What is an “Infographic”?

by on July 5, 2011

I see that Stephen Few has now encountered the work of David McCandless and, as I expected, has rather a lot to say about how bad it is.

He’s not alone in thinking that McCandless’s work as minimally informative, often unclear, and sometimes downright misleading. Like Few, I have yet to see McCandless create an effective data visualisation. What I find more interesting though is why so many people think such statistical graphics are worthwhile. After all, McCandless’s work seems to do well, and he appears to have a fair amount of admirers (not least the Guardian Newspaper, and others).

So I was fascinated to see some possible answers to this question emerge in comments on Few’s blog. These address the central issue of why some people seem to think an infographic is about something other than informing people about something. It’s a question that I’ve wondered about in the face of poor information designs. The ubiquitous pie charts, the maps, the numbers shown in very big figures. There’s so much drek out there – and if you ask me, McCandeless is the high priest of it. But now the spontaneous discussion on Few’s blog has cleared at last some of the fog for me.

In short, it seems that some people see the purpose of infographics, as produced by people like McCandless, as ways of “engaging” an otherwise disinterested audience. “Look!” they say, “Here is a pretty picture that will make you think about something important!” In order to achieve this “engagement”, the author may (OK almost always has to) sacrifice clarity – or even truth itself – by selecting arresting visuals and bold designs. One might say that while the slogan of Tuftean statistical graphics is “Above all, show the data”, the slogan of McCandless’s followers is “Above all, don’t be boring.” For after all, it doesn’t matter how wonderful the work is, if nobody (or at least the target audience) is going to look at it, then what use is it? Cue pie charts, 3D graphics, Flash animation and gratuitous eye candy.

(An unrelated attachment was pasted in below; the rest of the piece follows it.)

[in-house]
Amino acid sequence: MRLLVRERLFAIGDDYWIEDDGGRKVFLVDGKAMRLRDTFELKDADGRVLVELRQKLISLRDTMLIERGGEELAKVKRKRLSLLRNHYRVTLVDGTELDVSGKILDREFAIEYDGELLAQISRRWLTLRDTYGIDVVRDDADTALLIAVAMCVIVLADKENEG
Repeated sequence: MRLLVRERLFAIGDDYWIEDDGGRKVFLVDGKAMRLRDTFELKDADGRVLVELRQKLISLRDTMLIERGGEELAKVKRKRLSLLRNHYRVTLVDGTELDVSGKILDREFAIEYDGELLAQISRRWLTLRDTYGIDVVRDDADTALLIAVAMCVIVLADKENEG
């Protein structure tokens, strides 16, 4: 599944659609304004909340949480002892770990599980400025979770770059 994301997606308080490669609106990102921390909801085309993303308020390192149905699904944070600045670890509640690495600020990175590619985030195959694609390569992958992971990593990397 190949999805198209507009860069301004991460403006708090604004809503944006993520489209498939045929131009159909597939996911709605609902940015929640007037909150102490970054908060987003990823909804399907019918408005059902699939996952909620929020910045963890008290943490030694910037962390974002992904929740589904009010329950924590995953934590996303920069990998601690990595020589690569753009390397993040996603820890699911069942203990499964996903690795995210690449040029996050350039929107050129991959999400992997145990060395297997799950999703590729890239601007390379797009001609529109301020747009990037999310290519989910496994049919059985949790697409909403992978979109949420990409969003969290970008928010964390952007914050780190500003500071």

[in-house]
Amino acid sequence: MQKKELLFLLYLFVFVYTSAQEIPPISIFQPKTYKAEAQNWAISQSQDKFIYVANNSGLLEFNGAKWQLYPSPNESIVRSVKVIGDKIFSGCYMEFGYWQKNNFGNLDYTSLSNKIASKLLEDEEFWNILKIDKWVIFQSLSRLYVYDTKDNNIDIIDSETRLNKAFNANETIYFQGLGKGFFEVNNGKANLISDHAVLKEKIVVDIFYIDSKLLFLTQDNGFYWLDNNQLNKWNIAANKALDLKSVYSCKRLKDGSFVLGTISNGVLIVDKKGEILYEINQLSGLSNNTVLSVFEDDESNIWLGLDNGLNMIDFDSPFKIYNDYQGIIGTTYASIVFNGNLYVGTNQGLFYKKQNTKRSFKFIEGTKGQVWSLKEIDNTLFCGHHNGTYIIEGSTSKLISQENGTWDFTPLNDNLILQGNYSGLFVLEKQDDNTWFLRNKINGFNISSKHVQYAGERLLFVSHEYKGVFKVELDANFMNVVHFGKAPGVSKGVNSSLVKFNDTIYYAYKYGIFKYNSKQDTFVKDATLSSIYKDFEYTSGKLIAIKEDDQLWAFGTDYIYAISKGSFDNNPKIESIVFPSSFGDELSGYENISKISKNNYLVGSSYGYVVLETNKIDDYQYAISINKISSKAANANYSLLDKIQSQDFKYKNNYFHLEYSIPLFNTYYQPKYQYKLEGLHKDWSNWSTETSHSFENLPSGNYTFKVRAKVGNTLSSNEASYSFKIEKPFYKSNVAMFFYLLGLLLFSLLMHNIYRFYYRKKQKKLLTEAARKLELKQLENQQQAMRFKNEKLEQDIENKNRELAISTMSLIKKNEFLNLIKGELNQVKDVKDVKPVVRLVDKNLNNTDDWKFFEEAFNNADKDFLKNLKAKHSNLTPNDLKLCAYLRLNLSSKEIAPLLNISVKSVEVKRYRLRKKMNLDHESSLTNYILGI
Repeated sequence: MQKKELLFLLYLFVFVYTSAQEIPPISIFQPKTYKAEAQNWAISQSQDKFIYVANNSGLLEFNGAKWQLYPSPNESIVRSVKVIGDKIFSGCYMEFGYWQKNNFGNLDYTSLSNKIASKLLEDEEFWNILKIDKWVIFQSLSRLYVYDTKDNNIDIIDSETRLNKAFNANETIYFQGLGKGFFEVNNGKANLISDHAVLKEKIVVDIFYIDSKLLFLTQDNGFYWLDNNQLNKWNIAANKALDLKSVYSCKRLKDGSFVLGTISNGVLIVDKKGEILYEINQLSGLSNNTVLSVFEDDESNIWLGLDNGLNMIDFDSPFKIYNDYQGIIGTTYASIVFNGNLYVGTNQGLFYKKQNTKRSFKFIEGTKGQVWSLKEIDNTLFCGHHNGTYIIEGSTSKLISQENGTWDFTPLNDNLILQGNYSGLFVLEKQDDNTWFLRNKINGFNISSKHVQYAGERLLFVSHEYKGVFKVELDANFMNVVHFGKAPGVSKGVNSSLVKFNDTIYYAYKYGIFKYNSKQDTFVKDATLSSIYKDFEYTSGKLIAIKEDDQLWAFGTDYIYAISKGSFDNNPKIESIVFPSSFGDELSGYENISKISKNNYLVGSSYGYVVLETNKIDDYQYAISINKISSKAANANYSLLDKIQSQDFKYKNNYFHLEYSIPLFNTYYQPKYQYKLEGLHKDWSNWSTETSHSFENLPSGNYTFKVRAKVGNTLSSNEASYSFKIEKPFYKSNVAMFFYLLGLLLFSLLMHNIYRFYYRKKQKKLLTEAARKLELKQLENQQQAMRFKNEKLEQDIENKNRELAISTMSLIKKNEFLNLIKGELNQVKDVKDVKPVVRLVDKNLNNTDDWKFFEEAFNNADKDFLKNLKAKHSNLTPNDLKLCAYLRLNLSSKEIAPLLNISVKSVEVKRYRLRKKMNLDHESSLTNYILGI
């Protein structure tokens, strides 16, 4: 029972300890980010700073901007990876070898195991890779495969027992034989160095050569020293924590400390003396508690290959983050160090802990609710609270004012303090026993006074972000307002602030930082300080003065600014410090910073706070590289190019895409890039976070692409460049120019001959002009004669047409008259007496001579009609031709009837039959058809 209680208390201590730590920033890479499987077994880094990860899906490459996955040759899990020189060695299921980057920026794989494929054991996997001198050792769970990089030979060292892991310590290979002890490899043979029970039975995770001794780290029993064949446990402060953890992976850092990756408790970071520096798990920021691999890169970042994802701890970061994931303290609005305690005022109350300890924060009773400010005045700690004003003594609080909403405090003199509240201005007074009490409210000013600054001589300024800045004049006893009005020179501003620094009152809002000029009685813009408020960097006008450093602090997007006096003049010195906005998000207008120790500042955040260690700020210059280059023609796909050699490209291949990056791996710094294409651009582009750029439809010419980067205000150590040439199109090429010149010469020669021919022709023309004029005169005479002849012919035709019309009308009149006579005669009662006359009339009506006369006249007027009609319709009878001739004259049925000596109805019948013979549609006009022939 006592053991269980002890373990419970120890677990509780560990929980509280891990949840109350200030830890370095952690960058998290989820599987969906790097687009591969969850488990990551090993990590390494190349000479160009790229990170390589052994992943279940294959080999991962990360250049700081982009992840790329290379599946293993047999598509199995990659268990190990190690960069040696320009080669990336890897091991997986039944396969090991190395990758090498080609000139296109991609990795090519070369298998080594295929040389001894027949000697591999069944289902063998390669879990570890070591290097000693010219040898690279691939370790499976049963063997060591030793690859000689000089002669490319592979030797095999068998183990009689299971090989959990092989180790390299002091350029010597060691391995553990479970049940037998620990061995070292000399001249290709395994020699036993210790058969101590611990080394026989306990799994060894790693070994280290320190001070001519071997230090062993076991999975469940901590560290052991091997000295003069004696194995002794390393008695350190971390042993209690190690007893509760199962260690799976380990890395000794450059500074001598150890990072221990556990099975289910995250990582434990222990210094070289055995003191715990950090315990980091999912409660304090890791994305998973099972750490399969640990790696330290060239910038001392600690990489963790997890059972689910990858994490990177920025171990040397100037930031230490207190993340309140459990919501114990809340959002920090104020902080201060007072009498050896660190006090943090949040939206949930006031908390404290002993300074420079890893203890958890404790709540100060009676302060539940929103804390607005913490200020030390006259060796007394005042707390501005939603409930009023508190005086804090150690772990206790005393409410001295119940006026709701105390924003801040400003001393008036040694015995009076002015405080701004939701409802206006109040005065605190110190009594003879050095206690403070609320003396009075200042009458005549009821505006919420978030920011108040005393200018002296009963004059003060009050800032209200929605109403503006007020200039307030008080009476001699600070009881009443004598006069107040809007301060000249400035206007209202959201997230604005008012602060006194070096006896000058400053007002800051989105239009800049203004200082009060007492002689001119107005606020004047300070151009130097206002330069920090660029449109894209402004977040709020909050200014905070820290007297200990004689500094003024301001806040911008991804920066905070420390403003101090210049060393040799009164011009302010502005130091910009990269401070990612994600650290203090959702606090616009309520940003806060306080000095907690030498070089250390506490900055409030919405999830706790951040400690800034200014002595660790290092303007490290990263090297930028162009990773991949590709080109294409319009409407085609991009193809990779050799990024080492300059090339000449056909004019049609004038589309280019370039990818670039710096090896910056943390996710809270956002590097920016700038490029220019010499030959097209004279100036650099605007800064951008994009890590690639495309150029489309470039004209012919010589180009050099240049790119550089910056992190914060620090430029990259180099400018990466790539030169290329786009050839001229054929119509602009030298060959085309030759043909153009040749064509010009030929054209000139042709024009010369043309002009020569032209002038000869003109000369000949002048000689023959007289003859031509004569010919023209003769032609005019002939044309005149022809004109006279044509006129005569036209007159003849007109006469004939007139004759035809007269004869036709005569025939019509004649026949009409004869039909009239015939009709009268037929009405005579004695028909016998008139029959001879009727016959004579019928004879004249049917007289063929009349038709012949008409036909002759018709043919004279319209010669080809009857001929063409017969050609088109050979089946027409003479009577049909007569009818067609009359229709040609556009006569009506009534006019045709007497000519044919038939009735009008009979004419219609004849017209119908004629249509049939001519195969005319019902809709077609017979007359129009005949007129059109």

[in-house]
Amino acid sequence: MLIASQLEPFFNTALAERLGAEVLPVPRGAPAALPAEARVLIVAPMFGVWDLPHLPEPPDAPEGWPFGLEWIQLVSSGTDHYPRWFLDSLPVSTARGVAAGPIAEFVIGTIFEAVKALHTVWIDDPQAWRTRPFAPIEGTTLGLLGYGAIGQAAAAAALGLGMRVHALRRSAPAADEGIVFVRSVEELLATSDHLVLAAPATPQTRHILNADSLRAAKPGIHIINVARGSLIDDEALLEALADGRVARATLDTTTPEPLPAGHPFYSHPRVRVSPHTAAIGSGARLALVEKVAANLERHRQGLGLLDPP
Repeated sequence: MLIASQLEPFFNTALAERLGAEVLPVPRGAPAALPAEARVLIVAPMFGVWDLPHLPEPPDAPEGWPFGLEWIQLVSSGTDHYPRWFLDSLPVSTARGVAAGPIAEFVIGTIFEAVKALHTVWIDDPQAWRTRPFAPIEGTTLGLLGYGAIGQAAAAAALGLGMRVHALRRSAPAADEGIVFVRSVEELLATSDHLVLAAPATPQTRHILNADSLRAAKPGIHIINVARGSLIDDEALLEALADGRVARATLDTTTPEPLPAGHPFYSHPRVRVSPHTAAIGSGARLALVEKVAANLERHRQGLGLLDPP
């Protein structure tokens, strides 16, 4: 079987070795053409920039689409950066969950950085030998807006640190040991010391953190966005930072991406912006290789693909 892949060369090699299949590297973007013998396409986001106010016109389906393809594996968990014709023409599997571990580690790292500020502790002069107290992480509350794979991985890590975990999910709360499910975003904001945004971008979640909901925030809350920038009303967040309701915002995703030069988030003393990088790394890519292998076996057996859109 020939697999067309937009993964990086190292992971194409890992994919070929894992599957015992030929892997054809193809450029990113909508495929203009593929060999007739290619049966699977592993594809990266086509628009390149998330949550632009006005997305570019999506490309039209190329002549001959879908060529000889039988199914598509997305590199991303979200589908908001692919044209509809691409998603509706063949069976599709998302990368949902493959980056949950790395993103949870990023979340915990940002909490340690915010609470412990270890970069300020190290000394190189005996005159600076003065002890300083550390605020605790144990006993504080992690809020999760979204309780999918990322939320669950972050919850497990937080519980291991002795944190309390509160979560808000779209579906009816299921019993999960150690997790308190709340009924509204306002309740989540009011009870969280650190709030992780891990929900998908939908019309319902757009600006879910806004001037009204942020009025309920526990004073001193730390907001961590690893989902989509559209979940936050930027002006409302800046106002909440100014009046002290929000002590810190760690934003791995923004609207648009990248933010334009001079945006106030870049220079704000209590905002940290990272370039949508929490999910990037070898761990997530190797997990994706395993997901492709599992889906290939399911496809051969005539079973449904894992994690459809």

To an extent, I can understand this. So I shall think twice before dismissing McCandeless’s work out of hand in future. If there’s a possibility that somebody might see it and be moved to find out more about the subject, no matter how crass the execution, then it’s sort of OK.

So maybe that’s my problem, maybe I’m too pompous about this stuff. But I can’t help thinking that ditching insight in the name of superficial gee-whizz engagement is ultimately a waste of time. As I think Few remarked at one point, Black Forest Gateau is great, but I wouldn’t recommend eating it every day. At some point you’ll need to balance your diet.

Comments

Thanks for writing this so I don’t have to. (Been planning to for ages.)

I often thought Edward Tufte could do with reading Don Norman’s “Emotional Design”. Tufte’s relentlessly utilitarian ethos, which permits no ink that’s not “data ink”, is in conflict with human psychology. We will tend to ignore what does not first engage us visually.

Nevertheless, I believe there’s a balance (hoary old cliché, I know) between aesthetics and fidelity, which neither as dry as Tufte’s, nor as unhelpful or misleading as most of McCandless’s work.

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